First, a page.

Parent and Child Health in Appalachia Ohio: A Geographical Comparison
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Publisher:The Ohio State University
Series/Report no.:The Ohio State University. College of Nursing Honors Theses; 2011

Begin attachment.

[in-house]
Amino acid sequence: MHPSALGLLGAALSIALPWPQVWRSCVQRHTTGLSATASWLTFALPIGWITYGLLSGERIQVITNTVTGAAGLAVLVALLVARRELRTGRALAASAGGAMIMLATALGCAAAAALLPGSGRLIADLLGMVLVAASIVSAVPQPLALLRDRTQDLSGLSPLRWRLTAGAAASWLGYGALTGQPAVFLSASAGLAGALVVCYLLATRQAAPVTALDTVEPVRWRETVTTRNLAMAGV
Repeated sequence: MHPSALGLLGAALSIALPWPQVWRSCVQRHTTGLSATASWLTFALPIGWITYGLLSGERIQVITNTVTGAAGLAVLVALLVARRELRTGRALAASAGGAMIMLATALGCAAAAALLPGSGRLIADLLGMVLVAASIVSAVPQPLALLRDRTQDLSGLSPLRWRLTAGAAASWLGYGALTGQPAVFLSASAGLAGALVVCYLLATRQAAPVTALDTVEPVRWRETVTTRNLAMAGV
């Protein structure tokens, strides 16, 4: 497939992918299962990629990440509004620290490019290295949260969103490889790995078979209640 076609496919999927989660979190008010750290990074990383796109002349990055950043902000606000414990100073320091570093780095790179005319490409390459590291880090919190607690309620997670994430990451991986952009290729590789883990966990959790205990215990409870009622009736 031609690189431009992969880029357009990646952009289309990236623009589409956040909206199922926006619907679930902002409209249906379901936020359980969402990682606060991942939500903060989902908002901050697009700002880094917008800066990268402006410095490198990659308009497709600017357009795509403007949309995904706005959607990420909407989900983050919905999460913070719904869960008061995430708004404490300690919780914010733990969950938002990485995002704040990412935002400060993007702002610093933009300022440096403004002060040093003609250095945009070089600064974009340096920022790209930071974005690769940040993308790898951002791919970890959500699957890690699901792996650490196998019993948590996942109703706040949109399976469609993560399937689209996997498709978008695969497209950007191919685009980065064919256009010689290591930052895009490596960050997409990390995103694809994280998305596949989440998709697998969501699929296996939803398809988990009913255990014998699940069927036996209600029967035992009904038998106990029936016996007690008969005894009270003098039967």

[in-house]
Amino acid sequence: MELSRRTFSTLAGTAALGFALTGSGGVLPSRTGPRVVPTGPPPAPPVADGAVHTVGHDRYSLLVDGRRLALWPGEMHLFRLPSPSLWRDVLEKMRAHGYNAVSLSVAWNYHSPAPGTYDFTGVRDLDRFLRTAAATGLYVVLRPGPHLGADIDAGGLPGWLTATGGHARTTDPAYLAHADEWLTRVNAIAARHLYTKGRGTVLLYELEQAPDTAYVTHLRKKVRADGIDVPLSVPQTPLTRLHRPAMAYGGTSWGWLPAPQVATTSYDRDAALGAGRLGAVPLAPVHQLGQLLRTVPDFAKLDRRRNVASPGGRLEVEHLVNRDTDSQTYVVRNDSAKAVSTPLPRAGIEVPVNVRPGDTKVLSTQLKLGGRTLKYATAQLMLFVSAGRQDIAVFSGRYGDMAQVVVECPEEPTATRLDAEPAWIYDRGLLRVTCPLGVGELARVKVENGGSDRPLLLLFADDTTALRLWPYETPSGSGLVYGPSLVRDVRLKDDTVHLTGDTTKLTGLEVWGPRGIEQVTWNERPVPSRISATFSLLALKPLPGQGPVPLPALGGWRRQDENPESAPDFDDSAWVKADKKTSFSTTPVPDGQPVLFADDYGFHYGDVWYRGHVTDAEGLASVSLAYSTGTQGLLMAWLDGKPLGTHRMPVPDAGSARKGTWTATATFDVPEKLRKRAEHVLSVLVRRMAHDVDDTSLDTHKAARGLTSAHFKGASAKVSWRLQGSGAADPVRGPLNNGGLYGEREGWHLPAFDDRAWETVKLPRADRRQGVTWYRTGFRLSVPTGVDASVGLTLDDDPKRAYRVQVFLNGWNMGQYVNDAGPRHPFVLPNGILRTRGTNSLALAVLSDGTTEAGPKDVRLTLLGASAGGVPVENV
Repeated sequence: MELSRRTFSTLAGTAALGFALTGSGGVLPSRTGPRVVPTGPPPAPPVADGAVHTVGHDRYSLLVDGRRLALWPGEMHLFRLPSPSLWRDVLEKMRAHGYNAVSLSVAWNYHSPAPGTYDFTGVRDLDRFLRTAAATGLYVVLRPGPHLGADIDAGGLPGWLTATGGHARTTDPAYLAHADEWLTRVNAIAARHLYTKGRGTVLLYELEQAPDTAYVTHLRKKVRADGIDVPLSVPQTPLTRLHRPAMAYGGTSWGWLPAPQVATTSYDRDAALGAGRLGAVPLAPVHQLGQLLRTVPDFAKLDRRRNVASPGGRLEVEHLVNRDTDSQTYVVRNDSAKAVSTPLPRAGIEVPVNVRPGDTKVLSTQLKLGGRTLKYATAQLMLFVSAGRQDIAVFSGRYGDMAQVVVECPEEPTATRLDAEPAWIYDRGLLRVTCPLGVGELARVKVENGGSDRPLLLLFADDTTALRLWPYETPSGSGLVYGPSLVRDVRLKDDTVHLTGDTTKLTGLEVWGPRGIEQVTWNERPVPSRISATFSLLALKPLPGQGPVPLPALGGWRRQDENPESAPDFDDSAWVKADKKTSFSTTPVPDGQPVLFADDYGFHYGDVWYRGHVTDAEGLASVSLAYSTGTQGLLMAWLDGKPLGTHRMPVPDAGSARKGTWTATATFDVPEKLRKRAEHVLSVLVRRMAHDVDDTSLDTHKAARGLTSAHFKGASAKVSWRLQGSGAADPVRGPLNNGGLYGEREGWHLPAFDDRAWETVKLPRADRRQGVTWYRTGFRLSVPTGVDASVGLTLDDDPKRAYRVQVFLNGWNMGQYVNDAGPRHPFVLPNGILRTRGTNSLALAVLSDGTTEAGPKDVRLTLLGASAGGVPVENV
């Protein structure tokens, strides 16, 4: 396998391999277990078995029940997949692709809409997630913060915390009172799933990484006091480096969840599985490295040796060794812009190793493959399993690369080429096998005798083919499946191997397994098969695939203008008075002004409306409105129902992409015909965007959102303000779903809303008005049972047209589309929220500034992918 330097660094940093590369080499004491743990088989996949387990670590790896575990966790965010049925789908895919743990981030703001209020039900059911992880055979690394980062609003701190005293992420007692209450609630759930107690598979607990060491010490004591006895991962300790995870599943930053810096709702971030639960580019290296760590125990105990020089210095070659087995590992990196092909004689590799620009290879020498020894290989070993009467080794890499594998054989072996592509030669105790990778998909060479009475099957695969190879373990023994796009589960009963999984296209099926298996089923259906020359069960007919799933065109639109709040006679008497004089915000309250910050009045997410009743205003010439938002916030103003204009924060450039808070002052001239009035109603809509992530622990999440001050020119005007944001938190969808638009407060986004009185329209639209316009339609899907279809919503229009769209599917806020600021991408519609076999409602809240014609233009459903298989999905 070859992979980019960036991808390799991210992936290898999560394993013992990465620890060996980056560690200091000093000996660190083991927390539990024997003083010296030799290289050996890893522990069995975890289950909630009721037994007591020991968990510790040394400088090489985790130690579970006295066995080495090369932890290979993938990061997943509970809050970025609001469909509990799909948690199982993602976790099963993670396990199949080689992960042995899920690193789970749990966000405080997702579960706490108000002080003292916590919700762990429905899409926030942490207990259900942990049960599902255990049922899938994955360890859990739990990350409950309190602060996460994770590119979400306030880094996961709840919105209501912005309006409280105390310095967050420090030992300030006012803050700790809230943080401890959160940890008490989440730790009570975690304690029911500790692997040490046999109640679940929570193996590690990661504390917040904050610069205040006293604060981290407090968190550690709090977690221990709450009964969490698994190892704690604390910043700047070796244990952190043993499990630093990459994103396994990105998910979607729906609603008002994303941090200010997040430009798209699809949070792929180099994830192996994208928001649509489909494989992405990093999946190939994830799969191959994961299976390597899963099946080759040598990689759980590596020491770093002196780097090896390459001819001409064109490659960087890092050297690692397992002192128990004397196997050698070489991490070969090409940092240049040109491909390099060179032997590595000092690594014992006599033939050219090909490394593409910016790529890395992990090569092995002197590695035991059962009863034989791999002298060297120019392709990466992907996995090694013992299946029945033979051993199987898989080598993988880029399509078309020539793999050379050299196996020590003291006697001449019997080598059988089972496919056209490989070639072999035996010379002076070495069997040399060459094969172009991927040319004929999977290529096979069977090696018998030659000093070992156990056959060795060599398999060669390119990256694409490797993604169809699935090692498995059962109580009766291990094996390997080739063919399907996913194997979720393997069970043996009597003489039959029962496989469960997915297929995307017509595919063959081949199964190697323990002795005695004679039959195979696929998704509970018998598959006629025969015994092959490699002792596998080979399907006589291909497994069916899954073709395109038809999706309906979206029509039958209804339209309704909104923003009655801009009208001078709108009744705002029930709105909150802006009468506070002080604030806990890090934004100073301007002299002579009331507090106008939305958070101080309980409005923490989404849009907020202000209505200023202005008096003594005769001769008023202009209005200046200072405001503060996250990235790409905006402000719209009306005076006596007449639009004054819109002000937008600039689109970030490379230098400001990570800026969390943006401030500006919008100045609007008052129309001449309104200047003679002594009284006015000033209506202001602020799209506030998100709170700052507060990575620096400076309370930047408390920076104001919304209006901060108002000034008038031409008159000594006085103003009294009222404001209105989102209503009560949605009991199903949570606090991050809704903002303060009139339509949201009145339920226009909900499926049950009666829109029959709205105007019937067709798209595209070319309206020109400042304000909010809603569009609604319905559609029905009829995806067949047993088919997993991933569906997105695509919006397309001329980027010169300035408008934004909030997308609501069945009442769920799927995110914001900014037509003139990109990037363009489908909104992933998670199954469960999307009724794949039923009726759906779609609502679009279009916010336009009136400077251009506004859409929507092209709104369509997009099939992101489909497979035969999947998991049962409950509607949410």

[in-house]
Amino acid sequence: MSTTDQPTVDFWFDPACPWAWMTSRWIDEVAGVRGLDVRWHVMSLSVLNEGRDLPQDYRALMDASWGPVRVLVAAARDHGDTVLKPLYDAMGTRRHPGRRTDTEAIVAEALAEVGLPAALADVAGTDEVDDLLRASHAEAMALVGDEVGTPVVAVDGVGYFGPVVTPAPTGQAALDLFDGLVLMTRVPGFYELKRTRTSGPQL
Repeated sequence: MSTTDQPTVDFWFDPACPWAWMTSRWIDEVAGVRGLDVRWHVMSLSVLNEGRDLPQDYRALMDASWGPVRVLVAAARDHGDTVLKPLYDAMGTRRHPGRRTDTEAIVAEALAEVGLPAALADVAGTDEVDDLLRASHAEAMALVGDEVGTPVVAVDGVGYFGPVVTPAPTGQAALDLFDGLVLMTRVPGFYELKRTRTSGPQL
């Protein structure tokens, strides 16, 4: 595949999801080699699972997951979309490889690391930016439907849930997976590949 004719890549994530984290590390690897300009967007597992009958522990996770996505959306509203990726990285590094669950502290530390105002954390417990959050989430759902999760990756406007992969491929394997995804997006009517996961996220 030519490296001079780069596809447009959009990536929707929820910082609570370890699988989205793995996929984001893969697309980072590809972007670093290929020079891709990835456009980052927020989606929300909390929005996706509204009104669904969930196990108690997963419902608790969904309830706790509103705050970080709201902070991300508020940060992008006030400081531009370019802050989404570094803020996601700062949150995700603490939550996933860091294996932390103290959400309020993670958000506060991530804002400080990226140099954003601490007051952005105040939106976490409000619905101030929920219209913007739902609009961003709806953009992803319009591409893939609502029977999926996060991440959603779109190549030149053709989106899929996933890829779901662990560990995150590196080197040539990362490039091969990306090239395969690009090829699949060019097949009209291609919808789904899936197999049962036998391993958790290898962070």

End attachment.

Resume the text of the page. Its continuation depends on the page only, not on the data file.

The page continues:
Interpersonal and extra-personal factors such as one’s family health behaviors, lower educational levels, and lack of pediatric health care resources place children living within Appalachia Ohio at increased risk for environmental exposures that lead to poor health outcomes. The purpose of this study was to examine the impact of parent health and behaviors on child health in 3 designated sub-regions of Appalachia Ohio: East Central, South East, and Southern. Specific aims were to determine if parent health was related to child diabetes and if parent smoking status was related to child asthma. This study was a secondary data analysis of the 2008 Ohio Family Health Survey (OFHS), which was a statewide random digit dial telephone survey of over 50,000 Ohio residents. Survey respondents were parents describing own health and their child’s health. The sample was 2954 un-weighted parent-child pairs residing in one of Ohio’s 29 Appalachian counties. A subset of data was utilized from the Parent Health and Child Health Questionnaires. Data were analyzed by descriptive inferential statistics, correlations, and ANOVA for group comparisons. Results show that parent BMI was not related to child diabetes (r = -.030) and child BMI was not related to child diabetes (r = .001). Parent smoking status was not related to the prevalence of child asthma (r = -.027). In all regions, child diabetes was positively related to child asthma (r = .074). Parent smoking prevalence was also related to severity of childhood asthma (r = .286). Differences were found based on sub-region. Children with the highest BMI resided in the South East sub-region (F = 3.51, p = .03). This study suggests challenges to healthy living may differ within Appalachia. Family-based and tailored community-level interventions are needed to improve health outcomes of children residing in Appalachia Ohio.
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